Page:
J.P. Morgan could be hit with a fine of more than $6bn from US authorities as they pursue the bank over sales of securities to government-backed mortgage companies.
According to a report in the Financial Times, US legislators are demanding J.P. Morgan Chase pay more than $6bn to settle allegations it mis-sold the securities to government-backed mortgage companies in the run-up to the financial crisis.
The report says the bank is refusing to make such a payment at present. A fine on that scale would be its single biggest penalty and one of the largest post-crisis settlements by any bank.
It is the latest crisis to hit the group, following the "London whale" trading scandal, and it also exceeds the penalties for its alleged manipulation of commodities markets.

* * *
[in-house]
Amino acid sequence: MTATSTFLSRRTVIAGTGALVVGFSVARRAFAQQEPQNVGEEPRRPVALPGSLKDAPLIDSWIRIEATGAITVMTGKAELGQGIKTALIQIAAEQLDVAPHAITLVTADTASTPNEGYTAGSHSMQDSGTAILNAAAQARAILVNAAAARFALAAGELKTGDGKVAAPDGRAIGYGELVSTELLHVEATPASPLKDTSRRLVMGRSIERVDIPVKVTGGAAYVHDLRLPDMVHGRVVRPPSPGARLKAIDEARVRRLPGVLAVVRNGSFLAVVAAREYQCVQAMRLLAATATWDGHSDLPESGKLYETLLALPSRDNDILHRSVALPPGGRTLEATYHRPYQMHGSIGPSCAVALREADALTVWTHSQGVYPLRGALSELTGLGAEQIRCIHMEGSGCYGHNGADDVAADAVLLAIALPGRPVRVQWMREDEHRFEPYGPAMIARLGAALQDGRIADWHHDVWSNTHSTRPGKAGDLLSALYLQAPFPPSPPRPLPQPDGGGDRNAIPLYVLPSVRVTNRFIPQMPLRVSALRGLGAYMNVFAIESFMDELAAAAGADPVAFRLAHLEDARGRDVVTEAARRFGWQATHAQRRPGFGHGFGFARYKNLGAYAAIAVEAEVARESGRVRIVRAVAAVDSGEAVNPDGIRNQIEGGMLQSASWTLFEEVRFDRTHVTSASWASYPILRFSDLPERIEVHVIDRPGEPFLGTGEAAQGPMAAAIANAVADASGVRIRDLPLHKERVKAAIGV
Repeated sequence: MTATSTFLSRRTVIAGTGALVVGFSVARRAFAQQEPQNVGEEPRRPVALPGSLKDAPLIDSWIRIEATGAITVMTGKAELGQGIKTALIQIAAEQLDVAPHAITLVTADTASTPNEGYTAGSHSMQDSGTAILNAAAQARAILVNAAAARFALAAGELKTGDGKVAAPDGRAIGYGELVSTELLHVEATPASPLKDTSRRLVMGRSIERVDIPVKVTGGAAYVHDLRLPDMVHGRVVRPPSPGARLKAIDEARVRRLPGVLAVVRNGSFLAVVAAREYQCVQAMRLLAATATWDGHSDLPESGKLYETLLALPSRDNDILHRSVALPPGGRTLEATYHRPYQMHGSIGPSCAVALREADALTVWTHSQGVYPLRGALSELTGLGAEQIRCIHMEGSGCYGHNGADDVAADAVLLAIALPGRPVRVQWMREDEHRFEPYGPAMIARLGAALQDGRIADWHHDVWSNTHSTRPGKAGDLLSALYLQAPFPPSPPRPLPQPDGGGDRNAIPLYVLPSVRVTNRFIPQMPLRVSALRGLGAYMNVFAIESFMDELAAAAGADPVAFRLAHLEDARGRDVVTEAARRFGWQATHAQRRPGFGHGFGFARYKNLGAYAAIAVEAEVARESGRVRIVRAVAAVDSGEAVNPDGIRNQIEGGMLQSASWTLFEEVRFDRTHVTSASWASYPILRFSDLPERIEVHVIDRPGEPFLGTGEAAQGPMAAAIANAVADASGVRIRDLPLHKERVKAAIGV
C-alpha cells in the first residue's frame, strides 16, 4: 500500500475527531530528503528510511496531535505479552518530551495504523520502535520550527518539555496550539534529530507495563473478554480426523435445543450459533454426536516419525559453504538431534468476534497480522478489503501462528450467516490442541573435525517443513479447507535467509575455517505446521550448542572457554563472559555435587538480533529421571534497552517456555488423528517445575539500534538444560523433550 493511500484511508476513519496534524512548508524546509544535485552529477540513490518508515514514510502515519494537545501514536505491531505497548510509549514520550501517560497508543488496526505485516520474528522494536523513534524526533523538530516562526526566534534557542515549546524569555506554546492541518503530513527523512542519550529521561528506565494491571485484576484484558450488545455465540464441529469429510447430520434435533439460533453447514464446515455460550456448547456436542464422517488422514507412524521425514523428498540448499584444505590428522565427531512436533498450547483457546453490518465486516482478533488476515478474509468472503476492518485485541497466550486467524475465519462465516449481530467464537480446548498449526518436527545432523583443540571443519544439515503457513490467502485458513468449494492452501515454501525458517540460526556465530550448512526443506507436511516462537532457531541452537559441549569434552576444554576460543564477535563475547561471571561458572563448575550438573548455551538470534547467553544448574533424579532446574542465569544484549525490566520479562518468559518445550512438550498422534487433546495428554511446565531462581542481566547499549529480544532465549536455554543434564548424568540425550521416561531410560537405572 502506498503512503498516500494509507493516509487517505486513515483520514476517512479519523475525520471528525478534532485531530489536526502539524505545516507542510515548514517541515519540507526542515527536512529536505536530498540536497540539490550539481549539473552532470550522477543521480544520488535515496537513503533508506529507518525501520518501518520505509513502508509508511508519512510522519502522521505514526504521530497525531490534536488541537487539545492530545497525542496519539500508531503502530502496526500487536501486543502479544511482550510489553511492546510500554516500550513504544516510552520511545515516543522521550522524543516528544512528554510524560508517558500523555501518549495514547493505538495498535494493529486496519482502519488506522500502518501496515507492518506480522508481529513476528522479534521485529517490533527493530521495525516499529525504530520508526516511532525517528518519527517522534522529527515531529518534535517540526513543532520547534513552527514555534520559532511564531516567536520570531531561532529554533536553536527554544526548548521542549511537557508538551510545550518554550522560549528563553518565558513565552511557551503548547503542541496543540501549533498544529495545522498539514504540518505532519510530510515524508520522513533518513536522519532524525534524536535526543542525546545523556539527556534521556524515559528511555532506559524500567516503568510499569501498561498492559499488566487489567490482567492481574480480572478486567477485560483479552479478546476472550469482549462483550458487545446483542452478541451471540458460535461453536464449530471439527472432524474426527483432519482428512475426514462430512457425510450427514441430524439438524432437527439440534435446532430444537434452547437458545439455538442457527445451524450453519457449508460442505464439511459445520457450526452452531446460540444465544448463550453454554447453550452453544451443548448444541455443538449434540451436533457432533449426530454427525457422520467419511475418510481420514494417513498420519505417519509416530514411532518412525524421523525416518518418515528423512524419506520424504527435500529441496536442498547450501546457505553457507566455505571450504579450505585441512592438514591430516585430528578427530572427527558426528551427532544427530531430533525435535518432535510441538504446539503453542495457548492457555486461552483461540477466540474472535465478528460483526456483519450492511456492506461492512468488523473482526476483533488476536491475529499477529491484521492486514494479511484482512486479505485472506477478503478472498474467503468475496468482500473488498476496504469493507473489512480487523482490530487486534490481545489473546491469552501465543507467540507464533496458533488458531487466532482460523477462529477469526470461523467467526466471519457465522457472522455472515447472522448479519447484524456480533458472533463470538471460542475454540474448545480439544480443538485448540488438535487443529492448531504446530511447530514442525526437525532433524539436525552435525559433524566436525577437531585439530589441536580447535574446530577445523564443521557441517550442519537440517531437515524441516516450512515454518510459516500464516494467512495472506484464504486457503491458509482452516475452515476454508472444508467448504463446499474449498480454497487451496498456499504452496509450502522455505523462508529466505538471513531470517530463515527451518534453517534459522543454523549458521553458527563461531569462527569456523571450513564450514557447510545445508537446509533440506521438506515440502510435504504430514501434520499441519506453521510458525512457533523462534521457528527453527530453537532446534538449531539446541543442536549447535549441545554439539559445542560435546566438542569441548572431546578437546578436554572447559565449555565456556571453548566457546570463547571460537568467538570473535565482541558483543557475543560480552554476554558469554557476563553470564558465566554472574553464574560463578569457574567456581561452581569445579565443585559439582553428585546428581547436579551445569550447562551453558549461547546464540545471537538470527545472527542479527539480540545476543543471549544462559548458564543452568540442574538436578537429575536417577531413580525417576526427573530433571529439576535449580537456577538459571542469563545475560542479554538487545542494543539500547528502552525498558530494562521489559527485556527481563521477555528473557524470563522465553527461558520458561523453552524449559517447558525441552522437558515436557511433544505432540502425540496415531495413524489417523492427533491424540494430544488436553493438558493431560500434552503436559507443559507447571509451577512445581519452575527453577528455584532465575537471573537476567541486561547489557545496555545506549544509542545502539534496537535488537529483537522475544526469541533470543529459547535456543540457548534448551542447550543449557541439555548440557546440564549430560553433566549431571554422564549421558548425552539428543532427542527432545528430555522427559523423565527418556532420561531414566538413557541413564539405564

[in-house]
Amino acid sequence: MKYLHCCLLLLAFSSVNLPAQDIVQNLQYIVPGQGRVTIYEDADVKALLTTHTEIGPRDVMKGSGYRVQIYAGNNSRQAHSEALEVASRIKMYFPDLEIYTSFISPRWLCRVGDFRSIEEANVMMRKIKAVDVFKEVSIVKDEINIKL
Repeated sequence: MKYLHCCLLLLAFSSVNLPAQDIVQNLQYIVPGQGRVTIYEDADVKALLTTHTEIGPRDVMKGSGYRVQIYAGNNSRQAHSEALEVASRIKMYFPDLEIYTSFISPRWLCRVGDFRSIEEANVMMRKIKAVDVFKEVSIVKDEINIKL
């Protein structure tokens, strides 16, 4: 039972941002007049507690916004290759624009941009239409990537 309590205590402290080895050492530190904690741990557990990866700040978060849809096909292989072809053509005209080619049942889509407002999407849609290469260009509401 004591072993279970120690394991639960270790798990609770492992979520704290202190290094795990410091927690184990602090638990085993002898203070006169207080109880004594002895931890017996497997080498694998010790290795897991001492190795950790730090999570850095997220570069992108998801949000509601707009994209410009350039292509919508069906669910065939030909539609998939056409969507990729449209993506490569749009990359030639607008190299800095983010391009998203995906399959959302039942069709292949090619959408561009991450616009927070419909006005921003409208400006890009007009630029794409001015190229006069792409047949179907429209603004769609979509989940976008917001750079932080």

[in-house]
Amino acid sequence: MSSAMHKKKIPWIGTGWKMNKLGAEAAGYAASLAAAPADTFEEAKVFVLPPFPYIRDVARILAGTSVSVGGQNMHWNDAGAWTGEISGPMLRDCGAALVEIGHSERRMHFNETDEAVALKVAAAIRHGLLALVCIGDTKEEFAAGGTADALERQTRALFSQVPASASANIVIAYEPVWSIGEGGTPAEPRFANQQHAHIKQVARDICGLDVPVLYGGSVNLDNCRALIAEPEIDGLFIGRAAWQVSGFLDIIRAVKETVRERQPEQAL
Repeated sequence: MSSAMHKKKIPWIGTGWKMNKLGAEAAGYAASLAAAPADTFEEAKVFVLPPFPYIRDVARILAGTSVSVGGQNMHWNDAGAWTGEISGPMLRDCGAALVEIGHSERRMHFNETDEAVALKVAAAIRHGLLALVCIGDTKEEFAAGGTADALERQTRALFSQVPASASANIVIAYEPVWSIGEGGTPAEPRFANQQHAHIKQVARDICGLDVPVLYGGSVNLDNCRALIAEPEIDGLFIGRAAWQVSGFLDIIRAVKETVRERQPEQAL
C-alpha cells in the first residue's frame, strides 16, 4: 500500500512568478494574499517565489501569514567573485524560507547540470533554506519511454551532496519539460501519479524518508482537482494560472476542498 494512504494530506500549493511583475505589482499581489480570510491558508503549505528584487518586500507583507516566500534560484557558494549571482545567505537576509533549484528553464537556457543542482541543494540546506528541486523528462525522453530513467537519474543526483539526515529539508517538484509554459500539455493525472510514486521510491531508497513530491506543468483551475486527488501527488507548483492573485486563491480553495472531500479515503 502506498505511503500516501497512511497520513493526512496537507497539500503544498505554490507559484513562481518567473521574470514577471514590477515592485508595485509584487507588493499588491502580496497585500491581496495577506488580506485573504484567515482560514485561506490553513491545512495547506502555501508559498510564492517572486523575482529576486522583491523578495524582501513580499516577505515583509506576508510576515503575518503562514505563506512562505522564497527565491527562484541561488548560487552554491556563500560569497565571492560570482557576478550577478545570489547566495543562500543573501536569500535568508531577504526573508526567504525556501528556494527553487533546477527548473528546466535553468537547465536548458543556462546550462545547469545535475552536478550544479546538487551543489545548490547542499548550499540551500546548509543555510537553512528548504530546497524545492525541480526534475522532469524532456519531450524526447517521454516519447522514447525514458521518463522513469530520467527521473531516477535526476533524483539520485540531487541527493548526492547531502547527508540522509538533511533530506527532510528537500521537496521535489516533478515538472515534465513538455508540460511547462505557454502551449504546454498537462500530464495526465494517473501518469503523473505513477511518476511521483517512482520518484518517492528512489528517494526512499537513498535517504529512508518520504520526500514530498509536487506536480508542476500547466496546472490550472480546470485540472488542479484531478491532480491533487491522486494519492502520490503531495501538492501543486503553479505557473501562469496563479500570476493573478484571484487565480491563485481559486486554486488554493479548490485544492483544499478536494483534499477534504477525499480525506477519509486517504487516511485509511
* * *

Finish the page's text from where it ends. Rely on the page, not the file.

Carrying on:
The case comes after the Federal Housing Finance Agency, a government regulator, sued J.P. Morgan and 17 other banks in 2011. It said the bank falsely claimed that loans backing $33bn of mortgage-backed securities complied with underwriting guidelines and that it "significantly overstated the ability of the borrowers to repay their mortgage loans".
The securities were sold to Fannie Mae and Freddie Mac, which guarantee US home loans and also buy securities for their own investment portfolios.
J.P. Morgan is refusing to pay the amount requested by the government, but the report - citing people familiar with the situation - claims the bank expects to settle for billions of dollars.
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